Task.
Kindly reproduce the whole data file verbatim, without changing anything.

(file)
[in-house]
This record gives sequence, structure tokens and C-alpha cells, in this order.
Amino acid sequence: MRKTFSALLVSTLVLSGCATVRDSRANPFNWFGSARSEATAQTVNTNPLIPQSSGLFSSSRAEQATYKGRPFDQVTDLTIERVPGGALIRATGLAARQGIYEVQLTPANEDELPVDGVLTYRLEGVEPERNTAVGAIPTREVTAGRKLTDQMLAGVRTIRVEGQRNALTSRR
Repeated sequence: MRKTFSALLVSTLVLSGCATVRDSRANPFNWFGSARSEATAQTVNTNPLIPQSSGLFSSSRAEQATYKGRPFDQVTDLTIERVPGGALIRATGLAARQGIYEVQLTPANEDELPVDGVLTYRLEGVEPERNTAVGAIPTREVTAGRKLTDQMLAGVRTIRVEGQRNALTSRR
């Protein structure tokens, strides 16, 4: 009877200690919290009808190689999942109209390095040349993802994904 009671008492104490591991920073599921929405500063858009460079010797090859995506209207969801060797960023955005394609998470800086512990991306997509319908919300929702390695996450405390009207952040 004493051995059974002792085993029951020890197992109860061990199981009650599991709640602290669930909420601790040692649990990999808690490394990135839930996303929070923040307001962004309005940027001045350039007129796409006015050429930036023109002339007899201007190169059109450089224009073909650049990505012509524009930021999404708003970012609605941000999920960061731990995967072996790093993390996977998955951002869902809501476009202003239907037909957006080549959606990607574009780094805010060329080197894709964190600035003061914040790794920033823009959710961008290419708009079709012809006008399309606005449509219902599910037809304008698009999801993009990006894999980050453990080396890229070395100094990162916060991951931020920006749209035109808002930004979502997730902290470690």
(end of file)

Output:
[in-house]
This record gives sequence, structure tokens and C-alpha cells, in this order.
Amino acid sequence: MRKTFSALLVSTLVLSGCATVRDSRANPFNWFGSARSEATAQTVNTNPLIPQSSGLFSSSRAEQATYKGRPFDQVTDLTIERVPGGALIRATGLAARQGIYEVQLTPANEDELPVDGVLTYRLEGVEPERNTAVGAIPTREVTAGRKLTDQMLAGVRTIRVEGQRNALTSRR
Repeated sequence: MRKTFSALLVSTLVLSGCATVRDSRANPFNWFGSARSEATAQTVNTNPLIPQSSGLFSSSRAEQATYKGRPFDQVTDLTIERVPGGALIRATGLAARQGIYEVQLTPANEDELPVDGVLTYRLEGVEPERNTAVGAIPTREVTAGRKLTDQMLAGVRTIRVEGQRNALTSRR
């Protein structure tokens, strides 16, 4: 009877200690919290009808190689999942109209390095040349993802994904 009671008492104490591991920073599921929405500063858009460079010797090859995506209207969801060797960023955005394609998470800086512990991306997509319908919300929702390695996450405390009207952040 004493051995059974002792085993029951020890197992109860061990199981009650599991709640602290669930909420601790040692649990990999808690490394990135839930996303929070923040307001962004309005940027001045350039007129796409006015050429930036023109002339007899201007190169059109450089224009073909650049990505012509524009930021999404708003970012609605941000999920960061731990995967072996790093993390996977998955951002869902809501476009202003239907037909957006080549959606990607574009780094805010060329080197894709964190600035003061914040790794920033823009959710961008290419708009079709012809006008399309606005449509219902599910037809304008698009999801993009990006894999980050453990080396890229070395100094990162916060991951931020920006749209035109808002930004979502997730902290470690």